Introducing nion

Today, we’re excited to open source nion, a declarative API data management library built on top of Redux that has solved some big pain points that our front-end team has felt as we scaled our use of Redux. For a little background story, we began porting our front-end from Angular and back-end templates to React three years ago. We chose Redux for our state management needs at that time because it provides a predictable and intuitive data flow pattern for managing shared state across an application. Not only is it elegant and simple, but the developer tooling built around it is top notch. Our application primarily consumes API data adhering to the JSON-API specification, whose benefits closely match GraphQL’s. This has been great as it eliminated many problems that came along to ensure our API is consistent, declarative and agile. However, as our front-end application and development team grew, pain points began to arise.

Problem 1: Unpredictability of API data fetching

Managing network requests and response payloads is hard enough, but doing it using Redux proved to be challenging. This is because Redux, at its core, is a system that relies on pure functions — functions that always return the same output given the same input. By their very nature, network requests are impure because they can return errors and other unforeseen output. In order to accommodate these side effects, the Redux ecosystem has come up with a number of solutions. However, using these libraries are not straightforward due to tricky syntax and complex scenarios, and the patterns for them aren’t quite standardized across the community.

Problem 2: Keeping conventions & patterns consistent

Since Redux is low level, much of an app’s Redux implementation is left up to the developer. While certain practices have become de rigueur, there isn’t anything close to an opinionated framework that developers can use as a guide. Because of this, setting and enforcing code conventions and patterns become extremely important as an application and team grows. We’ve found that as our team grew larger, it became more and more difficult to reinforce usage standards for a framework that inherently doesn’t have consistent conventions and patterns.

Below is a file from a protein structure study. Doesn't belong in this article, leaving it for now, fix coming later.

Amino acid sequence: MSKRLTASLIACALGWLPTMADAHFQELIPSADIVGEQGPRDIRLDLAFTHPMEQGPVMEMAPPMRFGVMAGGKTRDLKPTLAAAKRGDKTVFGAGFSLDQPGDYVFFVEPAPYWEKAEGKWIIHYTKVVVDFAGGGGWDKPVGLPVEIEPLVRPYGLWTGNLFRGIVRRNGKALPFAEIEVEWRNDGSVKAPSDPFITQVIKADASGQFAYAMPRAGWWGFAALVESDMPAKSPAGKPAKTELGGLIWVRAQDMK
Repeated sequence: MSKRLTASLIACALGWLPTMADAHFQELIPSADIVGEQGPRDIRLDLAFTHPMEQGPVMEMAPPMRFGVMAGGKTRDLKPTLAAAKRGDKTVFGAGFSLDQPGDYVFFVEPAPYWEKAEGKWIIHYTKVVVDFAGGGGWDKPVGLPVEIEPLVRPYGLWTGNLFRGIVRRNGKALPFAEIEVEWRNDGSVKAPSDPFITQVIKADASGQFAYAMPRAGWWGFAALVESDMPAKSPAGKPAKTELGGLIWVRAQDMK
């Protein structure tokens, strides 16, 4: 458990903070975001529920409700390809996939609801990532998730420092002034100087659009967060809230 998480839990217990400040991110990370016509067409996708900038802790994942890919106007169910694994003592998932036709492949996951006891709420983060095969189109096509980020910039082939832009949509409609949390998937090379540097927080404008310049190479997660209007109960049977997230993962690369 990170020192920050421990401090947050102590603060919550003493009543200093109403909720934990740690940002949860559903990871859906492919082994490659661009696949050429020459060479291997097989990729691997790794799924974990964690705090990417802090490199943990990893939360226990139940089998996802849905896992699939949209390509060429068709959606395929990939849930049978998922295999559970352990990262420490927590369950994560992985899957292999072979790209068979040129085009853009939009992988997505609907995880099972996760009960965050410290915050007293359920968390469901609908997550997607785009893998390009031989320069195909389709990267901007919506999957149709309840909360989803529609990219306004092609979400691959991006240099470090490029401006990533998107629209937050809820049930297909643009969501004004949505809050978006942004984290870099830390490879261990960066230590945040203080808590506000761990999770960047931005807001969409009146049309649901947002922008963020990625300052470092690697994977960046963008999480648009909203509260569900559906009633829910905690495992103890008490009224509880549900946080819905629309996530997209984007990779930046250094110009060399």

Problem 3: Maintaining the source of truth

JSON-API is the specification we chose to use at Patreon. One of the things we like most about it is its ability to define and query data declaratively, much like GraphQL. However, we’ve found that the JSON-API specification is not very friendly to consume. So, because state management can get complex fairly quickly in a large application, the developer is responsible to parse out complex entity relationships, apply entity updates, handle cross-sharing of resources, and so on. This burden significantly slows down the development cycle because it must be replicated nearly every time.

Problem 4: Unscalably sharing resources

The philosophy of Redux includes breaking up apps into smaller, decoupled components that can consume and manipulate global app state through a predictable data flow. Naturally, each resource we add generally ends up with a new set of reducers, actions, and selectors. Sharing selectors especially became a problem when dealing with a graph API where connected component data needs vary across every page, let alone each component. Having to write and compose selectors to parse out the specific API graph data you need has led to extremely brittle code and decreased sharing of code.

Thus, nion


nion is our attempt at addressing the main issues that comes with developing a complex Redux web application able to consume multiple API specifications: REST-compliant, JSON-API spec, etc.. It’s an opinionated solution to the problems we faced building a React web application at Patreon. nion was designed with the specific purpose of making the development experience predictable, clear, and consistent. It always emphasizes the pragmatic solution over the theoretical, and aims to expose the minimum surface area possible to the developer. In short, nion aims to simplify the process of managing API data in a React app.

So what is nion?

nion is a declarative library for managing application data from an API. Its interface is influenced by Apollo, and emphasizes colocation of components with their data requirements.

nion normalizes the data it manages, which means that changes to data from different places are automatically resolved across the application. This also allows nion to be very performant, with a number of optimizations in place to minimize the number of renders caused by changes to application state.

nion is a library that makes it easy to fetch, update, and manage API data in a Redux store as well as bind it to React components. nion strives to make working with data as flexible, consistent, and predictable when dealing with graph or non-graph based APIs.

And best of all, nion is just Redux under the hood — so the fantastic ecosystem of Redux-centered developer tools and workflows work seamlessly with nion.

Let’s look at an example: